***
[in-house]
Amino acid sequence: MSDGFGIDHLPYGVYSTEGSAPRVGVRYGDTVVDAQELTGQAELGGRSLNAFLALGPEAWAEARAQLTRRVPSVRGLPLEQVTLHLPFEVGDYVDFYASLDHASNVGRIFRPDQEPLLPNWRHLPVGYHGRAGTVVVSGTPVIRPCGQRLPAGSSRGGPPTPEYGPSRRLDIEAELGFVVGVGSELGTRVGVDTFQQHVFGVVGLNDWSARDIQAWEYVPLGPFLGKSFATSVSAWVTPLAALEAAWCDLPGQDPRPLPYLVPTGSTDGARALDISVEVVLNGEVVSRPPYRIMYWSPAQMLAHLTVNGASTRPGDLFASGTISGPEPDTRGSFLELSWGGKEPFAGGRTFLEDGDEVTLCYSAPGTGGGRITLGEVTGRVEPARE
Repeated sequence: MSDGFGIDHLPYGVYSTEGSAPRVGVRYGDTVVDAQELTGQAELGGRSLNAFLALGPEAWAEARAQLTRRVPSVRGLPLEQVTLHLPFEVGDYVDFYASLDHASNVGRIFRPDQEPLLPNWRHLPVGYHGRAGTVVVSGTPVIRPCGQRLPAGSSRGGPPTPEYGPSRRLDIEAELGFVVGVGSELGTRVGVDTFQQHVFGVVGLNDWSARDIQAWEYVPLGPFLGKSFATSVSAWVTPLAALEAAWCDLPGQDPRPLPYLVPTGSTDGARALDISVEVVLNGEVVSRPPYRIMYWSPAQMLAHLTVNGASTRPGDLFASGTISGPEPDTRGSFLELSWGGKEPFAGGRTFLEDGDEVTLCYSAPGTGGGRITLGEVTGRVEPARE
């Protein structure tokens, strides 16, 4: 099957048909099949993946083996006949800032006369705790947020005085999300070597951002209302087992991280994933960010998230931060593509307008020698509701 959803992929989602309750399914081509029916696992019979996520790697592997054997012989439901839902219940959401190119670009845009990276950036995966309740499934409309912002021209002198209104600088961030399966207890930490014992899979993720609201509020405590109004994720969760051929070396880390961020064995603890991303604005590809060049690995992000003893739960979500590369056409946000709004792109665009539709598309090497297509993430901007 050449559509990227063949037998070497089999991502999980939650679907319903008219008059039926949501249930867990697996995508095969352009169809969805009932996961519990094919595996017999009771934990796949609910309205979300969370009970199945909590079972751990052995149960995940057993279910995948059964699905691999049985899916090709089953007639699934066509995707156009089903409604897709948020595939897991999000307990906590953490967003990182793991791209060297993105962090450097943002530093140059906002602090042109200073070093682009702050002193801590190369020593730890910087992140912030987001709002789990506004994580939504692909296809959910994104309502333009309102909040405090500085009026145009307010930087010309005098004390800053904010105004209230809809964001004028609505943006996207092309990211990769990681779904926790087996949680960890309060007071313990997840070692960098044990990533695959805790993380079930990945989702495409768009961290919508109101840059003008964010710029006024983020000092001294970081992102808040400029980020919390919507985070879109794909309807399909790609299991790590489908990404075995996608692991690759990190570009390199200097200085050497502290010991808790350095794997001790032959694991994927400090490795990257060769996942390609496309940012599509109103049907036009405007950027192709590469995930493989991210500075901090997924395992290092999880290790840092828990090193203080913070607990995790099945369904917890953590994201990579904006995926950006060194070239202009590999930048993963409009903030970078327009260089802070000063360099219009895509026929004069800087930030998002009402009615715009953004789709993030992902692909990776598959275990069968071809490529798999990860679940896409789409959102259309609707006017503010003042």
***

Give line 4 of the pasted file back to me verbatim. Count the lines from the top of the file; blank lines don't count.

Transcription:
């Protein structure tokens, strides 16, 4: 099957048909099949993946083996006949800032006369705790947020005085999300070597951002209302087992991280994933960010998230931060593509307008020698509701 959803992929989602309750399914081509029916696992019979996520790697592997054997012989439901839902219940959401190119670009845009990276950036995966309740499934409309912002021209002198209104600088961030399966207890930490014992899979993720609201509020405590109004994720969760051929070396880390961020064995603890991303604005590809060049690995992000003893739960979500590369056409946000709004792109665009539709598309090497297509993430901007 050449559509990227063949037998070497089999991502999980939650679907319903008219008059039926949501249930867990697996995508095969352009169809969805009932996961519990094919595996017999009771934990796949609910309205979300969370009970199945909590079972751990052995149960995940057993279910995948059964699905691999049985899916090709089953007639699934066509995707156009089903409604897709948020595939897991999000307990906590953490967003990182793991791209060297993105962090450097943002530093140059906002602090042109200073070093682009702050002193801590190369020593730890910087992140912030987001709002789990506004994580939504692909296809959910994104309502333009309102909040405090500085009026145009307010930087010309005098004390800053904010105004209230809809964001004028609505943006996207092309990211990769990681779904926790087996949680960890309060007071313990997840070692960098044990990533695959805790993380079930990945989702495409768009961290919508109101840059003008964010710029006024983020000092001294970081992102808040400029980020919390919507985070879109794909309807399909790609299991790590489908990404075995996608692991690759990190570009390199200097200085050497502290010991808790350095794997001790032959694991994927400090490795990257060769996942390609496309940012599509109103049907036009405007950027192709590469995930493989991210500075901090997924395992290092999880290790840092828990090193203080913070607990995790099945369904917890953590994201990579904006995926950006060194070239202009590999930048993963409009903030970078327009260089802070000063360099219009895509026929004069800087930030998002009402009615715009953004789709993030992902692909990776598959275990069968071809490529798999990860679940896409789409959102259309609707006017503010003042």